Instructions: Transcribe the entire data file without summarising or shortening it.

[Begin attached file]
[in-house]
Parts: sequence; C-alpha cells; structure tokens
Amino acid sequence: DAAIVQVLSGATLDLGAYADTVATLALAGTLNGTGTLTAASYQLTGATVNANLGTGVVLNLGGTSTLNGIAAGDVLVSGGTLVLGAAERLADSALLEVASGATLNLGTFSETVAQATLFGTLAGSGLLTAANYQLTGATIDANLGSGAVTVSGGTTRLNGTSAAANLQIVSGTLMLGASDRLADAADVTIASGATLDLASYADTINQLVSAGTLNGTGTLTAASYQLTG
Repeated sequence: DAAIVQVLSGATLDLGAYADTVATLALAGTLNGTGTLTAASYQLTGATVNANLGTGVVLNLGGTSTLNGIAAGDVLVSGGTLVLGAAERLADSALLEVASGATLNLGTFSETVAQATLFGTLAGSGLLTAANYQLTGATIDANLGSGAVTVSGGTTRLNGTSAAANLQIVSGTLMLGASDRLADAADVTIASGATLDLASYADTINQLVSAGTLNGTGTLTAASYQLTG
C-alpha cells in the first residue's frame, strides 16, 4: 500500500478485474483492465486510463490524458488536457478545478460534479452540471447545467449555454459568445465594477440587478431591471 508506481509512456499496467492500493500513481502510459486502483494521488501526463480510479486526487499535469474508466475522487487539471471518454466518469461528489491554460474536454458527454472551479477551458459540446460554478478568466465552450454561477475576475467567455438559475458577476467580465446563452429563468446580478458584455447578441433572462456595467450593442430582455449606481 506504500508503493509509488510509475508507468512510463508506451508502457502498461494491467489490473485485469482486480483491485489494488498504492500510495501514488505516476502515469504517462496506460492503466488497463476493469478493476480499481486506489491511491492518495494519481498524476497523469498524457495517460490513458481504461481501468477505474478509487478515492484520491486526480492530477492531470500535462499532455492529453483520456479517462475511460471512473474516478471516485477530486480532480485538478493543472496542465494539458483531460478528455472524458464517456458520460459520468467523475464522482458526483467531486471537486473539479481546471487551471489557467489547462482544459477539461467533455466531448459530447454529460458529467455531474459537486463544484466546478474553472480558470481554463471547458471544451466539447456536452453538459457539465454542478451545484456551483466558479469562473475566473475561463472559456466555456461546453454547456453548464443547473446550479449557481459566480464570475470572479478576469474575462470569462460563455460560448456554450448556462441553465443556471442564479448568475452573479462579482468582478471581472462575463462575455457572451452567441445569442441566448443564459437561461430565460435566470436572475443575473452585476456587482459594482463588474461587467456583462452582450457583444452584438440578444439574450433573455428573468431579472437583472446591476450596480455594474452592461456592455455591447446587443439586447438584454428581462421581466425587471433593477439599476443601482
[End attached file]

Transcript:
[in-house]
Parts: sequence; C-alpha cells; structure tokens
Amino acid sequence: DAAIVQVLSGATLDLGAYADTVATLALAGTLNGTGTLTAASYQLTGATVNANLGTGVVLNLGGTSTLNGIAAGDVLVSGGTLVLGAAERLADSALLEVASGATLNLGTFSETVAQATLFGTLAGSGLLTAANYQLTGATIDANLGSGAVTVSGGTTRLNGTSAAANLQIVSGTLMLGASDRLADAADVTIASGATLDLASYADTINQLVSAGTLNGTGTLTAASYQLTG
Repeated sequence: DAAIVQVLSGATLDLGAYADTVATLALAGTLNGTGTLTAASYQLTGATVNANLGTGVVLNLGGTSTLNGIAAGDVLVSGGTLVLGAAERLADSALLEVASGATLNLGTFSETVAQATLFGTLAGSGLLTAANYQLTGATIDANLGSGAVTVSGGTTRLNGTSAAANLQIVSGTLMLGASDRLADAADVTIASGATLDLASYADTINQLVSAGTLNGTGTLTAASYQLTG
C-alpha cells in the first residue's frame, strides 16, 4: 500500500478485474483492465486510463490524458488536457478545478460534479452540471447545467449555454459568445465594477440587478431591471 508506481509512456499496467492500493500513481502510459486502483494521488501526463480510479486526487499535469474508466475522487487539471471518454466518469461528489491554460474536454458527454472551479477551458459540446460554478478568466465552450454561477475576475467567455438559475458577476467580465446563452429563468446580478458584455447578441433572462456595467450593442430582455449606481 506504500508503493509509488510509475508507468512510463508506451508502457502498461494491467489490473485485469482486480483491485489494488498504492500510495501514488505516476502515469504517462496506460492503466488497463476493469478493476480499481486506489491511491492518495494519481498524476497523469498524457495517460490513458481504461481501468477505474478509487478515492484520491486526480492530477492531470500535462499532455492529453483520456479517462475511460471512473474516478471516485477530486480532480485538478493543472496542465494539458483531460478528455472524458464517456458520460459520468467523475464522482458526483467531486471537486473539479481546471487551471489557467489547462482544459477539461467533455466531448459530447454529460458529467455531474459537486463544484466546478474553472480558470481554463471547458471544451466539447456536452453538459457539465454542478451545484456551483466558479469562473475566473475561463472559456466555456461546453454547456453548464443547473446550479449557481459566480464570475470572479478576469474575462470569462460563455460560448456554450448556462441553465443556471442564479448568475452573479462579482468582478471581472462575463462575455457572451452567441445569442441566448443564459437561461430565460435566470436572475443575473452585476456587482459594482463588474461587467456583462452582450457583444452584438440578444439574450433573455428573468431579472437583472446591476450596480455594474452592461456592455455591447446587443439586447438584454428581462421581466425587471433593477439599476443601482